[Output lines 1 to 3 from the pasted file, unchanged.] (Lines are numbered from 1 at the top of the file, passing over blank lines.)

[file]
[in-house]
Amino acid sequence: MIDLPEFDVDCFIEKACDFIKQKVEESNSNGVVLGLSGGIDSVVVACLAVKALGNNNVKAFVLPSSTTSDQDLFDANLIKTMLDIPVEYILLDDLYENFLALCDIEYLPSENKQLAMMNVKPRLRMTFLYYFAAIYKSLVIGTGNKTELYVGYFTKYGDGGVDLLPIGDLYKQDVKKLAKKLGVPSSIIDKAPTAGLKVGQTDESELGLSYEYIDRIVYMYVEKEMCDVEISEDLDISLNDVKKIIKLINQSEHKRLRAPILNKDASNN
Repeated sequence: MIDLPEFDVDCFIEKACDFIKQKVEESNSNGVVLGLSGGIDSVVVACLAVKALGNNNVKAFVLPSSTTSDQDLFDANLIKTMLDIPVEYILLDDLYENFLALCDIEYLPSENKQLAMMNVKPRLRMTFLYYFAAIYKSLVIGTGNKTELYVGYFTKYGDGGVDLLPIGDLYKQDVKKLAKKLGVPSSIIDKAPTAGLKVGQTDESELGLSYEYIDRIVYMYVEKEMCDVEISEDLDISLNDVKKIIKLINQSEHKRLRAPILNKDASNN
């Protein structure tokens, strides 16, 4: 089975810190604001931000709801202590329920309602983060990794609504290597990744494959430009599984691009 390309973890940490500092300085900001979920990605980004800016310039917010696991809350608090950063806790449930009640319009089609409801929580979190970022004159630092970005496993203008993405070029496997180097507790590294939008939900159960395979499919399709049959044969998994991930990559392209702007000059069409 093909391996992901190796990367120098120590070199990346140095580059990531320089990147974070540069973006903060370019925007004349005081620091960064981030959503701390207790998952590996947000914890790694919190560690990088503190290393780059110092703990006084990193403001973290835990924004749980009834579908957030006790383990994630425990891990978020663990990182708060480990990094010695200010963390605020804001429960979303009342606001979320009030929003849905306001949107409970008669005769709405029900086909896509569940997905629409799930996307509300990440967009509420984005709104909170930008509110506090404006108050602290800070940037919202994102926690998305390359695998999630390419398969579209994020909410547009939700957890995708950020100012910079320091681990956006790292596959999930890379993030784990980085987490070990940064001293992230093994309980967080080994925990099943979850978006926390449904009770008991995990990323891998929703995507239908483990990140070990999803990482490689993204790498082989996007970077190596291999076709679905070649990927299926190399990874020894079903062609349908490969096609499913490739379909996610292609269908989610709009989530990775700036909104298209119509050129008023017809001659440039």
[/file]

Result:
[in-house]
Amino acid sequence: MIDLPEFDVDCFIEKACDFIKQKVEESNSNGVVLGLSGGIDSVVVACLAVKALGNNNVKAFVLPSSTTSDQDLFDANLIKTMLDIPVEYILLDDLYENFLALCDIEYLPSENKQLAMMNVKPRLRMTFLYYFAAIYKSLVIGTGNKTELYVGYFTKYGDGGVDLLPIGDLYKQDVKKLAKKLGVPSSIIDKAPTAGLKVGQTDESELGLSYEYIDRIVYMYVEKEMCDVEISEDLDISLNDVKKIIKLINQSEHKRLRAPILNKDASNN
Repeated sequence: MIDLPEFDVDCFIEKACDFIKQKVEESNSNGVVLGLSGGIDSVVVACLAVKALGNNNVKAFVLPSSTTSDQDLFDANLIKTMLDIPVEYILLDDLYENFLALCDIEYLPSENKQLAMMNVKPRLRMTFLYYFAAIYKSLVIGTGNKTELYVGYFTKYGDGGVDLLPIGDLYKQDVKKLAKKLGVPSSIIDKAPTAGLKVGQTDESELGLSYEYIDRIVYMYVEKEMCDVEISEDLDISLNDVKKIIKLINQSEHKRLRAPILNKDASNN